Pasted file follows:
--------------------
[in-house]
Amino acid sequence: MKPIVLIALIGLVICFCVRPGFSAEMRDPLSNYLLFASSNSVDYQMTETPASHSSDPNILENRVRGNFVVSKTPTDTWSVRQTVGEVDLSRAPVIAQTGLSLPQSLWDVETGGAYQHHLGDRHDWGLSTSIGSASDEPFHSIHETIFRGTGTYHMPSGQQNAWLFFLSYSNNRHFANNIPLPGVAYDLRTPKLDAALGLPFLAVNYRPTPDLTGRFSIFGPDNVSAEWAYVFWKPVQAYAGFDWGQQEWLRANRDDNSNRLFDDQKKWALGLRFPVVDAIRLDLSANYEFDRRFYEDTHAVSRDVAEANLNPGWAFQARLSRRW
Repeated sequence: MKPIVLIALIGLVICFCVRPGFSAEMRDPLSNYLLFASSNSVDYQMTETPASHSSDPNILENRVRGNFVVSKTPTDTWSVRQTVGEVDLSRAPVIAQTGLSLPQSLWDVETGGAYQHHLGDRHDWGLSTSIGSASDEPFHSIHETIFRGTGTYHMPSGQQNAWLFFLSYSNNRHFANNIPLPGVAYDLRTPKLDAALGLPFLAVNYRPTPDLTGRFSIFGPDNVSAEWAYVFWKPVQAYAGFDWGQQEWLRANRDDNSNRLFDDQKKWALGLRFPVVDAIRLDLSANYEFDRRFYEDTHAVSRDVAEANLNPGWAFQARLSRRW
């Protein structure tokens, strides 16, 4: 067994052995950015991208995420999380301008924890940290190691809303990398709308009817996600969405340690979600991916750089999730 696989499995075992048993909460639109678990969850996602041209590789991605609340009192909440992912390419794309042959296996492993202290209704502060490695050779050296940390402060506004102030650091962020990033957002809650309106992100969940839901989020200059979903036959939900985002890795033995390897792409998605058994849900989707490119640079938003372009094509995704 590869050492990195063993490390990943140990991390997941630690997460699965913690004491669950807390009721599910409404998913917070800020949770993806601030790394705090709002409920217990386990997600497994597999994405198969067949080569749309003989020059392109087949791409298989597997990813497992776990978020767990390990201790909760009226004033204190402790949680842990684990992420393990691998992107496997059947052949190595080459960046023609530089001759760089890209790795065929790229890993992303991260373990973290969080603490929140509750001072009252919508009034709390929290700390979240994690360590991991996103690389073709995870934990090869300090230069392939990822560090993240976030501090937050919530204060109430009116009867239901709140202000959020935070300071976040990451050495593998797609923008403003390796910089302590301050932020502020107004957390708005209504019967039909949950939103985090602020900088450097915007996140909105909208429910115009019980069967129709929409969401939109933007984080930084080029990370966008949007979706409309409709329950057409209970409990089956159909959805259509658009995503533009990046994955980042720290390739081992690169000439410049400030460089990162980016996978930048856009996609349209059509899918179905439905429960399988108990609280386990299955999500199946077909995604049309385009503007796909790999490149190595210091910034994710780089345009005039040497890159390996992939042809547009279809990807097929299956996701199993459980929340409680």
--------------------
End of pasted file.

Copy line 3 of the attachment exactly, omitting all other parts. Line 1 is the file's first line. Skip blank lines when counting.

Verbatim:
Repeated sequence: MKPIVLIALIGLVICFCVRPGFSAEMRDPLSNYLLFASSNSVDYQMTETPASHSSDPNILENRVRGNFVVSKTPTDTWSVRQTVGEVDLSRAPVIAQTGLSLPQSLWDVETGGAYQHHLGDRHDWGLSTSIGSASDEPFHSIHETIFRGTGTYHMPSGQQNAWLFFLSYSNNRHFANNIPLPGVAYDLRTPKLDAALGLPFLAVNYRPTPDLTGRFSIFGPDNVSAEWAYVFWKPVQAYAGFDWGQQEWLRANRDDNSNRLFDDQKKWALGLRFPVVDAIRLDLSANYEFDRRFYEDTHAVSRDVAEANLNPGWAFQARLSRRW